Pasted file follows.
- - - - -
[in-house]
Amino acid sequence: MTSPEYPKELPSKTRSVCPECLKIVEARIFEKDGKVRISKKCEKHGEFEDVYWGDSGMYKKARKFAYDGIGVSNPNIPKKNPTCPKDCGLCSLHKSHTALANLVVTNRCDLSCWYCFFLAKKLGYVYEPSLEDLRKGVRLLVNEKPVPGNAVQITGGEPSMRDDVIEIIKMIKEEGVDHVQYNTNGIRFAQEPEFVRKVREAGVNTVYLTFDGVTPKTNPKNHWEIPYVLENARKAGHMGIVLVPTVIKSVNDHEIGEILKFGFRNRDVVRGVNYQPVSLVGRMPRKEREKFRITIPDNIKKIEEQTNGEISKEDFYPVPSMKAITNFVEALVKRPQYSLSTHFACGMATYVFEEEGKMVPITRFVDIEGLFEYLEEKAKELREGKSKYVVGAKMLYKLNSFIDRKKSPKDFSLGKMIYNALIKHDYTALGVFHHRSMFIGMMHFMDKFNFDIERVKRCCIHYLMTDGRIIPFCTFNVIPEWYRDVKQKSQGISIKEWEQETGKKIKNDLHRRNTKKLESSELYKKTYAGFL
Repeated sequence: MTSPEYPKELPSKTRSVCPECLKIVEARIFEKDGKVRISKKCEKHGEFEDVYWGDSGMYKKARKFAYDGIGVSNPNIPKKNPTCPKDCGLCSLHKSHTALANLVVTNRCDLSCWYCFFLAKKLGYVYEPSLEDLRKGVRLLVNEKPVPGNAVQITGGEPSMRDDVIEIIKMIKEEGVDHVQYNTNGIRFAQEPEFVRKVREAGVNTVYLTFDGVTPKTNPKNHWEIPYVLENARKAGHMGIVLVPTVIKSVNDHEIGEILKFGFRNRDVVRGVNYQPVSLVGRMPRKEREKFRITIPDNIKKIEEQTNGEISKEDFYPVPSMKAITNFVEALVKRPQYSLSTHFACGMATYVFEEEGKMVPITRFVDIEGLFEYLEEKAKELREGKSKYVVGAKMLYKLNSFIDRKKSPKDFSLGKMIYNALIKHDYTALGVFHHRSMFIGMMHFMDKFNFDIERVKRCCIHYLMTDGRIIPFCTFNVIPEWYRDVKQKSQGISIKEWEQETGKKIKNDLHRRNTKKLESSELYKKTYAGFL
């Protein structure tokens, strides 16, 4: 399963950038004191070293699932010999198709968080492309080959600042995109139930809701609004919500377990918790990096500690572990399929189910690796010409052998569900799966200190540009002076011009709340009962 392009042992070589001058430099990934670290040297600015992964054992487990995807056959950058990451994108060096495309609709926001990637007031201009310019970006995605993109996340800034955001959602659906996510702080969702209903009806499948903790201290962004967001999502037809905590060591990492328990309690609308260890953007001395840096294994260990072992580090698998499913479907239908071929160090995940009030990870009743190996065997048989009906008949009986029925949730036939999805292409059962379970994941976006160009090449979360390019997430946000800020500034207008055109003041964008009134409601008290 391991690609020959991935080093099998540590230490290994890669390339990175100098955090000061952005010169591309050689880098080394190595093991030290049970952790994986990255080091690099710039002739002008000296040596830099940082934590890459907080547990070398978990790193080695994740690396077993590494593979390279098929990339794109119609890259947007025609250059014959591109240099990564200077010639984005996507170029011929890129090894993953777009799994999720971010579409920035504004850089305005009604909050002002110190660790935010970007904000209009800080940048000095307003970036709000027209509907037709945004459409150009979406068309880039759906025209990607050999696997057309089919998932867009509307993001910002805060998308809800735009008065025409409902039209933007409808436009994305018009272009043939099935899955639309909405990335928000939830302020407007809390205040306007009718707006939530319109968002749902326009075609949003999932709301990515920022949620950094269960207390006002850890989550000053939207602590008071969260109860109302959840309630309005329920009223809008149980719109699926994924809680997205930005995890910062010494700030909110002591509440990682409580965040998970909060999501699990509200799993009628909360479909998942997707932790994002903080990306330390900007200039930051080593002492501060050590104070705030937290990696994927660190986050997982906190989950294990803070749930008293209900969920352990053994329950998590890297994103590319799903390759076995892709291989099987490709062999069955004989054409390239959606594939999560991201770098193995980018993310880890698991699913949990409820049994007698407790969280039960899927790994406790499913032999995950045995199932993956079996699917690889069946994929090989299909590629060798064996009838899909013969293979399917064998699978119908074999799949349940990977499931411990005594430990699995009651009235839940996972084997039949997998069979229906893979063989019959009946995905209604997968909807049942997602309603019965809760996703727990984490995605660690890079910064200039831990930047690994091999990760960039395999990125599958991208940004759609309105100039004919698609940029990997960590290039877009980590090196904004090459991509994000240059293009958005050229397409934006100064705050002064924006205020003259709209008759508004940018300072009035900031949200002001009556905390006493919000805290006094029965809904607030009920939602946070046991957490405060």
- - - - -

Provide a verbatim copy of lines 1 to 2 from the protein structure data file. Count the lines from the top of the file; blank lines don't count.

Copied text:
[in-house]
Amino acid sequence: MTSPEYPKELPSKTRSVCPECLKIVEARIFEKDGKVRISKKCEKHGEFEDVYWGDSGMYKKARKFAYDGIGVSNPNIPKKNPTCPKDCGLCSLHKSHTALANLVVTNRCDLSCWYCFFLAKKLGYVYEPSLEDLRKGVRLLVNEKPVPGNAVQITGGEPSMRDDVIEIIKMIKEEGVDHVQYNTNGIRFAQEPEFVRKVREAGVNTVYLTFDGVTPKTNPKNHWEIPYVLENARKAGHMGIVLVPTVIKSVNDHEIGEILKFGFRNRDVVRGVNYQPVSLVGRMPRKEREKFRITIPDNIKKIEEQTNGEISKEDFYPVPSMKAITNFVEALVKRPQYSLSTHFACGMATYVFEEEGKMVPITRFVDIEGLFEYLEEKAKELREGKSKYVVGAKMLYKLNSFIDRKKSPKDFSLGKMIYNALIKHDYTALGVFHHRSMFIGMMHFMDKFNFDIERVKRCCIHYLMTDGRIIPFCTFNVIPEWYRDVKQKSQGISIKEWEQETGKKIKNDLHRRNTKKLESSELYKKTYAGFL